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Chief schools inspector calls for new approach to science curriculum

12/01/2018 Kelly

The government's chief schools inspector has called for a change in the way the science curriculum is designed in order to drive higher educational standards.

During a talk at the Association for Science Education Annual Conference at the University of Liverpool, Amanda Spielman said recent research has indicated that not enough attention is being paid to the science curriculum at present, with schools often focusing on English and maths at the expense of science.

Concerns were also raised about the fact that many schools only allow students to take science GCSEs if they achieve certain results, which places too much of a focus on grades and not enough on the individual aspirations of pupils.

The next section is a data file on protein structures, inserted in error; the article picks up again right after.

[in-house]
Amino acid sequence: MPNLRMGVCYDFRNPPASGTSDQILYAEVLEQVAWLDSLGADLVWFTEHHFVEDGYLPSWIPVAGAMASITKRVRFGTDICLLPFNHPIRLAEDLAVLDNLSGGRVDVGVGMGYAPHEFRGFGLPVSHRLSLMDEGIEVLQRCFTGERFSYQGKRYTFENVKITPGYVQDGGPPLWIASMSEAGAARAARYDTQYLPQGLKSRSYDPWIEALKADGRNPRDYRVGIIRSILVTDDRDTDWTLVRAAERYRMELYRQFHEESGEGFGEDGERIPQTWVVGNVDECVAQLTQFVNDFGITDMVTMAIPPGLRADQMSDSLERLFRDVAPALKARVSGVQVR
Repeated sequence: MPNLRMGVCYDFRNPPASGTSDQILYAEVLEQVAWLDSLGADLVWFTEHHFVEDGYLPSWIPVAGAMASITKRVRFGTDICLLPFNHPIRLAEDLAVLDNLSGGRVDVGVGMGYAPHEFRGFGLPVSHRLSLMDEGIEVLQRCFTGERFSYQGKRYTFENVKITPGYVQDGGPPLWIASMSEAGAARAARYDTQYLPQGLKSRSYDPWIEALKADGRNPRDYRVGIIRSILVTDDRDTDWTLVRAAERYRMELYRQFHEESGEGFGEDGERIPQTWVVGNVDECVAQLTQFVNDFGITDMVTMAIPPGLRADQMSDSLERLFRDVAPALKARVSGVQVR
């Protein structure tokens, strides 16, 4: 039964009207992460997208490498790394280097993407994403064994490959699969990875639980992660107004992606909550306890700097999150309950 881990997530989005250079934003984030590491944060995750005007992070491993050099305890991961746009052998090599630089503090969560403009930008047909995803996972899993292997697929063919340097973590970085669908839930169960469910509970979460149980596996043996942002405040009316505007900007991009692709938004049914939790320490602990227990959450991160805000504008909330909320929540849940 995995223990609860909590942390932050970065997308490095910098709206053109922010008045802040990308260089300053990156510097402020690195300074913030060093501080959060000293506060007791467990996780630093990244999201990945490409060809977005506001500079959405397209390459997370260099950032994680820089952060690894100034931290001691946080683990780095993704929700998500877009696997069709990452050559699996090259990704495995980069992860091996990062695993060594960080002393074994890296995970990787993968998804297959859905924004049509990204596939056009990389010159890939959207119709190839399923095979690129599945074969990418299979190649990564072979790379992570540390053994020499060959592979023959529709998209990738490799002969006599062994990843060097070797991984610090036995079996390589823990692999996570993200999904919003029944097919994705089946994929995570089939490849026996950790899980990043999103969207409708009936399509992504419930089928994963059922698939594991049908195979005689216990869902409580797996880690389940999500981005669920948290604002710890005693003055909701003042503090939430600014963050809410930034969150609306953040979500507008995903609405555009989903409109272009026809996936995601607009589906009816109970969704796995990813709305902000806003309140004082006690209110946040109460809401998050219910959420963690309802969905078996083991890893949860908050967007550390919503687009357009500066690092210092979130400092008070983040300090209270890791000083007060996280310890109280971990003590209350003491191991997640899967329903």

Ms Spielman said: "Too few pupils, especially the more disadvantaged ones, are sufficiently challenged and too many have their education and career options unnecessarily limited. Making sure there is a challenging science curriculum for all pupils, with clear pathways into a career, further or higher education, should be a priority for all secondary schools."

As such, the chief inspector has called upon schools to do more to ensure their approach to science teaching does more to help students to develop a scientific knowledge and conceptual understanding of the nature, processes and methods of science, as well as the uses and implications of these theories.

This means moving away from an approach in which practical science experiments are mainly conducted purely as a means of motivating students and allowing them to have fun, instead focusing on how these tasks can improve pupils' knowledge and ability to create and test hypotheses.

Ms Spielman stated that Ofsted will continue to invest in sector research to provide schools with accurate insights into how this can be achieved, rather than imposing curriculum guidelines in a direct, top-down manner.

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boris, 06 April 2018
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